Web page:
By ANN BROKELMAN
A few years back, I was filling up one of the bird feeders in my front yard when a neighbour, who was out for a walk, told me there was a strange animal up in a tree just down the road.
I, obviously, grabbed my camera and took off in the direction she pointed! It took a few minutes to find the spot, but only a moment to spot the animal up in a big poplar tree. I realized that, after all the years I have lived in Toronto, this was the first porcupine I had ever seen in the city.
If you are wondering what it was doing in a tree, it was happily having some lunch. Thanks to their ability to climb, unlike their cousin the beaver, porcupines do not need to take down trees to eat their fill of bark, twigs, and leaves. Like their cousin, apparently porcupines can swim! This is something that I dearly hope to see one day.
Now let’s jump ahead to the other day when I was on my way home from volunteering at a wildlife centre. What do I see walking along a back road? Yes! A beautiful, silver headed porcupine.
I pulled over, safely as always, to the side of the road and watched him preening his face and picking wildflowers and other plants on the side of the road.
Porcupines are vegetarians and they enjoy leaves, apples, plants, bark, twigs, and many other greens. Very, very rarely they have been known to defy their herbivore status and will snack on a dead animal. This fellow was an extremely slow walker, so I had plenty of time to observe him and take photos. A few cars pulled over as well and we all enjoyed watching him together.
What’s always impressed me about these creatures are their quills. How did this particular line of defense evolve? After doing some reading, I learned that the average porcupine has approximately 30,000 quills, spread out over their back and tail.
While some people may be afraid to go anywhere near a porcupine because they think they can shoot their quills, this is actually just a widely held bit of misinformation. I think that because most predators would run up, impale themselves or get hit by a swinging tail and then retreat even faster than they approached, it might appear to an observer that the porcupine had actually thrown the quills.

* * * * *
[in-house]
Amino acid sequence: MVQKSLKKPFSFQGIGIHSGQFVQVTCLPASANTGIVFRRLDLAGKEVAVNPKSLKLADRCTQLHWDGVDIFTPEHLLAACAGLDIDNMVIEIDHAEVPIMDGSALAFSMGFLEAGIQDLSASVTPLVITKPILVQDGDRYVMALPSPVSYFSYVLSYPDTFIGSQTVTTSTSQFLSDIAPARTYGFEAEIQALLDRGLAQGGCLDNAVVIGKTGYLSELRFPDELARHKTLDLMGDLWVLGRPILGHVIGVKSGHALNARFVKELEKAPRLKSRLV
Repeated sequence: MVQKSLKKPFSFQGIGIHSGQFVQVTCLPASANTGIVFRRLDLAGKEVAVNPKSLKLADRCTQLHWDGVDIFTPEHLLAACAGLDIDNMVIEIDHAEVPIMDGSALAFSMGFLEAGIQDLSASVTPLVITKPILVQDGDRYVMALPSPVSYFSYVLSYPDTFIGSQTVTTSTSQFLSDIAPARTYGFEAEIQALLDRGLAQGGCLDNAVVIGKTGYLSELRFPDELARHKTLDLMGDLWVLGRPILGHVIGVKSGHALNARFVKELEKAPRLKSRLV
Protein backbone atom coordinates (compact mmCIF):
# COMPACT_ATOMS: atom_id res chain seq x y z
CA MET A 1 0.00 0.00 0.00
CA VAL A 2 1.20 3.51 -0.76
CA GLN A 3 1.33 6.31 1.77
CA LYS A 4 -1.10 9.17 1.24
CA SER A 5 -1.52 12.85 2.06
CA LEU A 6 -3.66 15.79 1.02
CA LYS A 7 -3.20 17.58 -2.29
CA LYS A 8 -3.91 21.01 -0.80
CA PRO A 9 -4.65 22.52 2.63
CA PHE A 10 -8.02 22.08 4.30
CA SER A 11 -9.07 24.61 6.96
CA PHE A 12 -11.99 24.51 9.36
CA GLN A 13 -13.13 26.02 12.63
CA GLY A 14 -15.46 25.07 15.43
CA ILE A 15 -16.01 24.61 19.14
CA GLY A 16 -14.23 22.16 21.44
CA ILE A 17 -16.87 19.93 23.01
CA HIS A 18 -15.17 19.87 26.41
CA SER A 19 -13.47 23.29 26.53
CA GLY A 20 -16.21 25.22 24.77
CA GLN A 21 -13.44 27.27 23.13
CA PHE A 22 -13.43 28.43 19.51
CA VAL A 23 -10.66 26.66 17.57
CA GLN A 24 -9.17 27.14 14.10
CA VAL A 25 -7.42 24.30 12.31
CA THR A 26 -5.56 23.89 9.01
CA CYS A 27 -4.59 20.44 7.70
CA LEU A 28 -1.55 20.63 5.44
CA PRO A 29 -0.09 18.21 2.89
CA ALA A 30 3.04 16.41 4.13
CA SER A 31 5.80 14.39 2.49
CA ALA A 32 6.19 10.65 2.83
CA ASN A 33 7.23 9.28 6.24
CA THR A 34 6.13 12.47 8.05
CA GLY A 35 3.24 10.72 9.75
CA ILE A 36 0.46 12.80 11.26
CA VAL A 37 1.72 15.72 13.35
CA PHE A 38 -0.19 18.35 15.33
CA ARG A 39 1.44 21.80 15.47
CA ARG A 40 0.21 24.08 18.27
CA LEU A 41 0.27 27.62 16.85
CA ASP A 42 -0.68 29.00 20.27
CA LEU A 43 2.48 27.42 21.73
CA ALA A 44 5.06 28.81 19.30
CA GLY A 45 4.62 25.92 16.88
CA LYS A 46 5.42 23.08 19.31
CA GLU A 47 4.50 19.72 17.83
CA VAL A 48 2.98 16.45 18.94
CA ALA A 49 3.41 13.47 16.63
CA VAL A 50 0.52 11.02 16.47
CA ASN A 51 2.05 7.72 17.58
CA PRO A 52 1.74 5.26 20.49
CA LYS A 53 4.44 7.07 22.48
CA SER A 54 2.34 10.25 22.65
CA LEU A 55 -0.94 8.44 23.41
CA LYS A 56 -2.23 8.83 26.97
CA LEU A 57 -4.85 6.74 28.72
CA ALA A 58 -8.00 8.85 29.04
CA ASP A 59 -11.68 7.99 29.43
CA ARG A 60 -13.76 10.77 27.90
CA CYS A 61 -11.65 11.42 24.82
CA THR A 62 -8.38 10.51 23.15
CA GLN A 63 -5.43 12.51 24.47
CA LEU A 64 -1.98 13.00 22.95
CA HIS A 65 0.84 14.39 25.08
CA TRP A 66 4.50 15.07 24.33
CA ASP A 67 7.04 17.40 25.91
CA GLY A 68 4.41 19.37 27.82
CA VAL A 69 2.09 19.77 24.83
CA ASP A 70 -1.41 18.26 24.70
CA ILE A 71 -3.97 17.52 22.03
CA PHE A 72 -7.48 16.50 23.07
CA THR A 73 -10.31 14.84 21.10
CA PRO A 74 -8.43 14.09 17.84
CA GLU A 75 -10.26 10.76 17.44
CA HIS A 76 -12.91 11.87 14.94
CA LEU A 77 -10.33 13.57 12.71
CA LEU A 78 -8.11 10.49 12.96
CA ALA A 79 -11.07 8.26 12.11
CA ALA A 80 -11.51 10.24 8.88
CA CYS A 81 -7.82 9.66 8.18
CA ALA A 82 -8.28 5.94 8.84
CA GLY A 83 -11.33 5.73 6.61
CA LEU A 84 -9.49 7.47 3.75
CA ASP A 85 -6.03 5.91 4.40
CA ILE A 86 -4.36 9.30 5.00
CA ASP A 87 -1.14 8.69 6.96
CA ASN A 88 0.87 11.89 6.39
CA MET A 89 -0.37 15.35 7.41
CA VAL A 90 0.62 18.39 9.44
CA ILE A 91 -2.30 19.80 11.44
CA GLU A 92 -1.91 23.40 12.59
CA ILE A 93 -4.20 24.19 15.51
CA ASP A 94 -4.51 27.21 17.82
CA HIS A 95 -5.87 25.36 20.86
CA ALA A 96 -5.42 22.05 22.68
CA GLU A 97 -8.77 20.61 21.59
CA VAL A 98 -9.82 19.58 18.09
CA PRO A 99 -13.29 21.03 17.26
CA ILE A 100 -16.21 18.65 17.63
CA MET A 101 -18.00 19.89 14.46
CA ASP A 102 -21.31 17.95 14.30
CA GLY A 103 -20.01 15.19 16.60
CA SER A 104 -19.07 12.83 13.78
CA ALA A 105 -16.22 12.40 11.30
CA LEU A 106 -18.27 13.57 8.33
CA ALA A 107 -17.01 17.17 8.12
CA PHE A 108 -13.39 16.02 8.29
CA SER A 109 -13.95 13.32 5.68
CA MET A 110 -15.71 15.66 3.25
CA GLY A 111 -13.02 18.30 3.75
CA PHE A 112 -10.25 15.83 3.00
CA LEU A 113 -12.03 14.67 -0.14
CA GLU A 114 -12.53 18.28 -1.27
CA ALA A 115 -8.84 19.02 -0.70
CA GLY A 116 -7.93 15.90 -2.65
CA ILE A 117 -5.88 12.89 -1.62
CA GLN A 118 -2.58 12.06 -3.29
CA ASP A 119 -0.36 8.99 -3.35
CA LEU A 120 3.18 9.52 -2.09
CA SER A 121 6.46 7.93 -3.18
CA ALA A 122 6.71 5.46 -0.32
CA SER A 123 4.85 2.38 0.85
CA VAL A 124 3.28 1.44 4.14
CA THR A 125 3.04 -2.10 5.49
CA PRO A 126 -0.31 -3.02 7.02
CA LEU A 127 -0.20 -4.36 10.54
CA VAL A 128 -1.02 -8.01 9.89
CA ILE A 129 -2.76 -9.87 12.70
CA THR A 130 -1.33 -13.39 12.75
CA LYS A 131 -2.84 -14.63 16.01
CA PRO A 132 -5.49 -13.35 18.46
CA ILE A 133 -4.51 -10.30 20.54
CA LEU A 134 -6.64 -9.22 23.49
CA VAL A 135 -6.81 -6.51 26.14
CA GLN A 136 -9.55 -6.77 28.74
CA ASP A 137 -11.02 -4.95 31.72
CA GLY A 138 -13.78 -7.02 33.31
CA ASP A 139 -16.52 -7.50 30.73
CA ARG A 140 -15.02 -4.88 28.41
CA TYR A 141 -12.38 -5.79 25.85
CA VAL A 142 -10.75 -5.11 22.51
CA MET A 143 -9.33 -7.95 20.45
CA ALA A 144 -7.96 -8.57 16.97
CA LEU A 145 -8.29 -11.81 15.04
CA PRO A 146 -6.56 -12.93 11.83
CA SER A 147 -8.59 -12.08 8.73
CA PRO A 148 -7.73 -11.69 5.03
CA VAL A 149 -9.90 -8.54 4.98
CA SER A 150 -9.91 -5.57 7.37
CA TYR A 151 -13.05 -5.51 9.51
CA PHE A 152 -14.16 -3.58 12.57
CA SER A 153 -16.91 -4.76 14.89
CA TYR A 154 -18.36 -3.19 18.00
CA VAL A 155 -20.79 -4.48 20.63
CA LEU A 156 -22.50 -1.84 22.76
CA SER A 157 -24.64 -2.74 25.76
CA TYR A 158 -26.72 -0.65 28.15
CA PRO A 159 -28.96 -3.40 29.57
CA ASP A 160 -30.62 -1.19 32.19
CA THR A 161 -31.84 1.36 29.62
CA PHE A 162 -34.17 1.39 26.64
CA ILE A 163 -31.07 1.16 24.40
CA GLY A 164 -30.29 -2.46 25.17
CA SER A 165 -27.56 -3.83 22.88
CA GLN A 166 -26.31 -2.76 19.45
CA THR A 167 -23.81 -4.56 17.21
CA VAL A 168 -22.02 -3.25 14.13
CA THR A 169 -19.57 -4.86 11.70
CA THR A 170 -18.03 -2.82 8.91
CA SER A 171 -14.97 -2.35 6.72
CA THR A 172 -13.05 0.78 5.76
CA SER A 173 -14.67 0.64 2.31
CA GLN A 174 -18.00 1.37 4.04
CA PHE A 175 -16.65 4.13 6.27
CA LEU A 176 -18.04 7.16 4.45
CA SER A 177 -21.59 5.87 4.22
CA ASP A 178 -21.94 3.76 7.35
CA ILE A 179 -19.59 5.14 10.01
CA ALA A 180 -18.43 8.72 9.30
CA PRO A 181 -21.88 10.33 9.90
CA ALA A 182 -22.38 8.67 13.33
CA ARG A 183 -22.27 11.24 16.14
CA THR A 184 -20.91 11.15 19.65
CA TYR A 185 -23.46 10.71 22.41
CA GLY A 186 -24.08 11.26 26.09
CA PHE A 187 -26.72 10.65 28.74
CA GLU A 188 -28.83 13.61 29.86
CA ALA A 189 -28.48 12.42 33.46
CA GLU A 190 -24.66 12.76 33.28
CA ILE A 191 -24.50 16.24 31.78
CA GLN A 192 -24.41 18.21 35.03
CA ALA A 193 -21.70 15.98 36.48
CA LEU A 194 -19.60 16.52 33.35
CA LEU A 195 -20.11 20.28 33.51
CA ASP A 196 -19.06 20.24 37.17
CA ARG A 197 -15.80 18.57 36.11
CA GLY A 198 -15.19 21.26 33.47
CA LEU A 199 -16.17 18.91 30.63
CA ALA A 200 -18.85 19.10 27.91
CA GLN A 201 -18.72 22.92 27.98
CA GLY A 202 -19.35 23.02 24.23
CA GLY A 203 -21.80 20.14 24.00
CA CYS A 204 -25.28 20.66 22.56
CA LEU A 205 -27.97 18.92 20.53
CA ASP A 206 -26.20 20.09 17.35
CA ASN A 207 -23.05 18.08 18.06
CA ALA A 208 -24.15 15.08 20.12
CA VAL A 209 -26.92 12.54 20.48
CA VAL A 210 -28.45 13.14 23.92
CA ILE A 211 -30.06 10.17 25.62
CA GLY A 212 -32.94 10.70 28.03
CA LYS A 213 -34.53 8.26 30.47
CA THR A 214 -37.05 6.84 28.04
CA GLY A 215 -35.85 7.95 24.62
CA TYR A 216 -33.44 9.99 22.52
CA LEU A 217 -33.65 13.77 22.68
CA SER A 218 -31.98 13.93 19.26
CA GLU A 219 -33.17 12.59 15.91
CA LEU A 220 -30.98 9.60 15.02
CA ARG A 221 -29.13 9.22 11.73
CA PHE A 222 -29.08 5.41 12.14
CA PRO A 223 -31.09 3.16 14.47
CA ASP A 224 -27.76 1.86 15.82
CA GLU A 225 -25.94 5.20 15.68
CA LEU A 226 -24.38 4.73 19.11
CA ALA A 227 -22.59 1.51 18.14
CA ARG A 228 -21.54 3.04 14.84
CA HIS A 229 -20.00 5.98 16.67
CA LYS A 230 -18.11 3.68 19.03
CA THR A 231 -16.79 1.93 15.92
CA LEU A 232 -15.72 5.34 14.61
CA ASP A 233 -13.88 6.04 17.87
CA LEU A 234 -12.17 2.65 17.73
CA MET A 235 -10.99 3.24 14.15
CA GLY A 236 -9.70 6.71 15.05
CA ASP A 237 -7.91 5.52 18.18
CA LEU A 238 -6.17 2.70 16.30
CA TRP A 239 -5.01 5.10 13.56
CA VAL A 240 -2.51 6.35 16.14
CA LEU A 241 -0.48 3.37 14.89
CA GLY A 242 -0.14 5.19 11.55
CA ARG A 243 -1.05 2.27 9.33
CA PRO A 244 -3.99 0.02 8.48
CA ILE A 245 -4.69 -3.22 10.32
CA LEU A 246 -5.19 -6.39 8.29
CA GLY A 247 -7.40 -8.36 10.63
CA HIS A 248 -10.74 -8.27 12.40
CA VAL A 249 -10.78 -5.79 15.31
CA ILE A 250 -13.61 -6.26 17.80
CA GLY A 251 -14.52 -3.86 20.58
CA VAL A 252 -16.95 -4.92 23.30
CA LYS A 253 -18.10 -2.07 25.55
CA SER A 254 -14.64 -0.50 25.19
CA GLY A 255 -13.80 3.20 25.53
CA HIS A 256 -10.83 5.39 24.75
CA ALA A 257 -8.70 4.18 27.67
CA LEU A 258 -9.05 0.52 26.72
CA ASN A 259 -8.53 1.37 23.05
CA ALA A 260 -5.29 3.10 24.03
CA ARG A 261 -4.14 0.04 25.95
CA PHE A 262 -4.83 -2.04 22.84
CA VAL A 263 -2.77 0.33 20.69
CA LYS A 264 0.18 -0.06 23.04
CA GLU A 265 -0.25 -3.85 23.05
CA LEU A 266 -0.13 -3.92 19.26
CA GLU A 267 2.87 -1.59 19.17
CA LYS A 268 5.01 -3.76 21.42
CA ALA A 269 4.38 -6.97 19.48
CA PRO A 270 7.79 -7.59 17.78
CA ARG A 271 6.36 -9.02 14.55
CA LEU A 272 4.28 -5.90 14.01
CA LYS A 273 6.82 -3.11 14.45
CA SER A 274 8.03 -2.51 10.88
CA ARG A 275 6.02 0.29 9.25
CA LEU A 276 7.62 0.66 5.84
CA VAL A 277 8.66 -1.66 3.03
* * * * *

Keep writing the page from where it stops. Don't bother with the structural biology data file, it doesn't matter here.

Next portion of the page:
The quills themselves have a barbed tip which makes them painful to remove. A long time ago, before I lived in Toronto, I had sadly seen my own dogs come back to the house with a mouth full of quills. A trip to the vet was needed to get them all out.
A couple of cool facts about porcupines: A baby porcupine is called a porcupette, they are a mammal, from the rodent family, and there are 23 different species, still alive, that are broken into old world and new world families.
Also, porcupines are known to do a dance, possibly for mating, where they rise on their back legs and shuffle and stomp from side to side while their arms swing back and forth. It is one of the cutest things I’ve ever seen!
And, last but certainly not least, porcupines have antibiotics in their quills. There are a couple theories about why this is, one being that they tend to be a bit on the fat side and, as a result, occasionally fall out of trees and poke themselves with their own quills! The antibiotics counter these awkwardly self-inflicted wounds.
What an amazing creature to have living around us!
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